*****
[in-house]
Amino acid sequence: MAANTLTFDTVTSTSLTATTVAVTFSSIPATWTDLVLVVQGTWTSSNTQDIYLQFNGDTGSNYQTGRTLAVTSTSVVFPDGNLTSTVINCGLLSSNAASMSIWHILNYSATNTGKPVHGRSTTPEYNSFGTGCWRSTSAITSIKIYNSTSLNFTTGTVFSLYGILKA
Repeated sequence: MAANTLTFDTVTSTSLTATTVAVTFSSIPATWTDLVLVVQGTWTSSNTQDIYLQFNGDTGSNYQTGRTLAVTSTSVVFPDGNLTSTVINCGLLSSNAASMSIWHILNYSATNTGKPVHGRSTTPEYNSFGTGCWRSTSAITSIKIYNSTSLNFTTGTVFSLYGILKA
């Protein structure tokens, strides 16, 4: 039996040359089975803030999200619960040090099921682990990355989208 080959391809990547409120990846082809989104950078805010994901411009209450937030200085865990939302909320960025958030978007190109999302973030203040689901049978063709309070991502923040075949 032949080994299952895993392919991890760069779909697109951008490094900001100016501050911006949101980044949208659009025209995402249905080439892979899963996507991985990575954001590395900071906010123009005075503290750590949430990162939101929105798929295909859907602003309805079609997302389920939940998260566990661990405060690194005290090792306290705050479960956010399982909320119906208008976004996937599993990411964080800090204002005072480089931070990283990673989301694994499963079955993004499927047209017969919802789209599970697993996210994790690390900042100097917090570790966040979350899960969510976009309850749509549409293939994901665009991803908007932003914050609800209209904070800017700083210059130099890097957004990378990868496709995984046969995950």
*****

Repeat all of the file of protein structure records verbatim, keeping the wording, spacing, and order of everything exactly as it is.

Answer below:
[in-house]
Amino acid sequence: MAANTLTFDTVTSTSLTATTVAVTFSSIPATWTDLVLVVQGTWTSSNTQDIYLQFNGDTGSNYQTGRTLAVTSTSVVFPDGNLTSTVINCGLLSSNAASMSIWHILNYSATNTGKPVHGRSTTPEYNSFGTGCWRSTSAITSIKIYNSTSLNFTTGTVFSLYGILKA
Repeated sequence: MAANTLTFDTVTSTSLTATTVAVTFSSIPATWTDLVLVVQGTWTSSNTQDIYLQFNGDTGSNYQTGRTLAVTSTSVVFPDGNLTSTVINCGLLSSNAASMSIWHILNYSATNTGKPVHGRSTTPEYNSFGTGCWRSTSAITSIKIYNSTSLNFTTGTVFSLYGILKA
């Protein structure tokens, strides 16, 4: 039996040359089975803030999200619960040090099921682990990355989208 080959391809990547409120990846082809989104950078805010994901411009209450937030200085865990939302909320960025958030978007190109999302973030203040689901049978063709309070991502923040075949 032949080994299952895993392919991890760069779909697109951008490094900001100016501050911006949101980044949208659009025209995402249905080439892979899963996507991985990575954001590395900071906010123009005075503290750590949430990162939101929105798929295909859907602003309805079609997302389920939940998260566990661990405060690194005290090792306290705050479960956010399982909320119906208008976004996937599993990411964080800090204002005072480089931070990283990673989301694994499963079955993004499927047209017969919802789209599970697993996210994790690390900042100097917090570790966040979350899960969510976009309850749509549409293939994901665009991803908007932003914050609800209209904070800017700083210059130099890097957004990378990868496709995984046969995950």